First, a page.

“A lot of civil society and humanitarian actors are very concerned about their security,” said an aid worker with a local humanitarian group in Rakhine State, in Myanmar’s west, who asked not to be named for fear of reprisals. “They have no idea what will happen tomorrow. Developments are unpredictable.”
New fighting, old restrictions
Aid to Myanmmar’s conflict hotspots was sporadic even before the coup, and humanitarian access continues to be volatile weeks later.
In the southeast, some 6,000 people have been displaced in clashes between the military and the Karen National Liberation Army since December. This includes 1,000 in the last month, said Naw Wah Ku Shee of the Karen Peace Support Network, whose members’ work includes cross-border aid operations from Thailand.
“They had to leave behind everything,” she said. “They had to flee, run for their lives, and hide in the jungle.”
The coup hasn’t yet directly affected operations here, aid workers said, because the displaced were mostly dependent on groups working along the Thai border. Some 91,000 people also live in refugee camps in Thailand, and international aid for refugees and internally displaced has dwindled over the last decade.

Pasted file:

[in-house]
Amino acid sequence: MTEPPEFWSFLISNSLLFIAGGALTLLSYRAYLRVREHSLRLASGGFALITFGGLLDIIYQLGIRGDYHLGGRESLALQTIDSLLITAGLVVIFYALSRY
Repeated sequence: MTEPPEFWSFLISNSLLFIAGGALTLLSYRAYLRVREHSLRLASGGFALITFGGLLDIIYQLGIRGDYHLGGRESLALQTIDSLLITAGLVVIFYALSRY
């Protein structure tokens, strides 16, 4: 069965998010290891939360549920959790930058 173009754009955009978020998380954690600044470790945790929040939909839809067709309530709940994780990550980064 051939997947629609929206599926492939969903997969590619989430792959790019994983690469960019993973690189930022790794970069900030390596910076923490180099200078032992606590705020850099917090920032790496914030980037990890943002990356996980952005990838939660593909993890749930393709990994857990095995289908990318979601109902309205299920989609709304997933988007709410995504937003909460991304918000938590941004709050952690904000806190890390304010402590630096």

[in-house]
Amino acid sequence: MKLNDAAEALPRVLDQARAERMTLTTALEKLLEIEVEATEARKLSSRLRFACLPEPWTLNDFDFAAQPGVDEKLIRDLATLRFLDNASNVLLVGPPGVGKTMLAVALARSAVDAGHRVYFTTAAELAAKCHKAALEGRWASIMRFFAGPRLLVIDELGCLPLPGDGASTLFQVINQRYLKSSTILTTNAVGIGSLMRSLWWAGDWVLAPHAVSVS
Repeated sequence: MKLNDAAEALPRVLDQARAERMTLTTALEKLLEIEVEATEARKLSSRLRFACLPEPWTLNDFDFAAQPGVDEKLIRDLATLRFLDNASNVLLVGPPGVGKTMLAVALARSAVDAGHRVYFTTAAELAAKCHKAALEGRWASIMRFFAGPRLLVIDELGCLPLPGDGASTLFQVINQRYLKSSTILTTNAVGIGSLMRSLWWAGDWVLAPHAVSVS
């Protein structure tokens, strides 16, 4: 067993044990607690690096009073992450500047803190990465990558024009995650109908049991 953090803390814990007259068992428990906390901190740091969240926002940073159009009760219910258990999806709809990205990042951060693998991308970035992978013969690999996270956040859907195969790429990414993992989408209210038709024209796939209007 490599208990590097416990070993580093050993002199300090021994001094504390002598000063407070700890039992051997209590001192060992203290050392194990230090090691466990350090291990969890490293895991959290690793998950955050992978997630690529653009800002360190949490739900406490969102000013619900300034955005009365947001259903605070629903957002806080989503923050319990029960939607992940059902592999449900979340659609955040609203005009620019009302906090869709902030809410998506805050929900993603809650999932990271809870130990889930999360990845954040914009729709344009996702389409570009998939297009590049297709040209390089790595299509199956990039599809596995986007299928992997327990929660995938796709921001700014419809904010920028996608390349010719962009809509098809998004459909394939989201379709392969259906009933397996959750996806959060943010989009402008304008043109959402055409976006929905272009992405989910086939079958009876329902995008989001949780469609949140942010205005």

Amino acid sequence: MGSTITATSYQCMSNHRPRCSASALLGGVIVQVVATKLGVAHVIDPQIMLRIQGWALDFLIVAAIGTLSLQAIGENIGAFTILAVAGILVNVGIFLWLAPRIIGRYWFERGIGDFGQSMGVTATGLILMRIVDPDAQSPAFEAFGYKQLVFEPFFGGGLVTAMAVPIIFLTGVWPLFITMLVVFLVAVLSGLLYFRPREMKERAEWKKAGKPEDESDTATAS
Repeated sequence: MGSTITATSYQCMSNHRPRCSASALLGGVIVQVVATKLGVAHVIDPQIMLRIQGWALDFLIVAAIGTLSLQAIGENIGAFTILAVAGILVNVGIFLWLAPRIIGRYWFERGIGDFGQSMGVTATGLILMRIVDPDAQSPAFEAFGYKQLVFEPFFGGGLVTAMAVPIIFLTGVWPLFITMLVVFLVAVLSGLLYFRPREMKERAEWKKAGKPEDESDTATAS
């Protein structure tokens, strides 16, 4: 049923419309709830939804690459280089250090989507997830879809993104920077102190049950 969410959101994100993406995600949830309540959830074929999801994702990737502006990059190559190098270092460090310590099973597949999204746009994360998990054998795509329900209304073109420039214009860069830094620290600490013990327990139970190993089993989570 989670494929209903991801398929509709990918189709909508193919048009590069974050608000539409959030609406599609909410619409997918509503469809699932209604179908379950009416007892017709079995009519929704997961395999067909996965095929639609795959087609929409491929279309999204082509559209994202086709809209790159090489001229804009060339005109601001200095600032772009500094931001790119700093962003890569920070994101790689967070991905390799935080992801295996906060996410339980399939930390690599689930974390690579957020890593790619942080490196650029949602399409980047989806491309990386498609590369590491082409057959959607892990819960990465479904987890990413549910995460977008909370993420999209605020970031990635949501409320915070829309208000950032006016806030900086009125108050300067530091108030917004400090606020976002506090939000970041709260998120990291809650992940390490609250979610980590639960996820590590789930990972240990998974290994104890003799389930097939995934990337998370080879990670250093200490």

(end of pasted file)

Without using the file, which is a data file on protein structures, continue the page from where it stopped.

In northern Shan State, nearly 2,300 people have been uprooted in fighting between armed groups and the military since January, according to the UN.
In most displacement camps in Kachin and northern Shan, local aid groups already delivered monthly cash aid payments before the coup began. “But some of the IDPs have not yet received the cash transfers,” said the aid worker in northern Myanmar. “A few camps are still left, so they are quite worried.”
“They have no idea what will happen tomorrow. Developments are unpredictable.”
In northern Rakhine State, access has marginally increased since the start of the coup, several international aid workers told TNH. Myanmar’s military is accused of committing genocide against the north’s Rohingya population, including the purge of some 700,000 people to Bangladesh in 2017.
“We have more access than we had a month ago,” said one aid worker at an international NGO, who asked not to be named in order to speak freely. ”We’ve gone up to where we were in January, but that’s not to an acceptable level of humanitarian access.”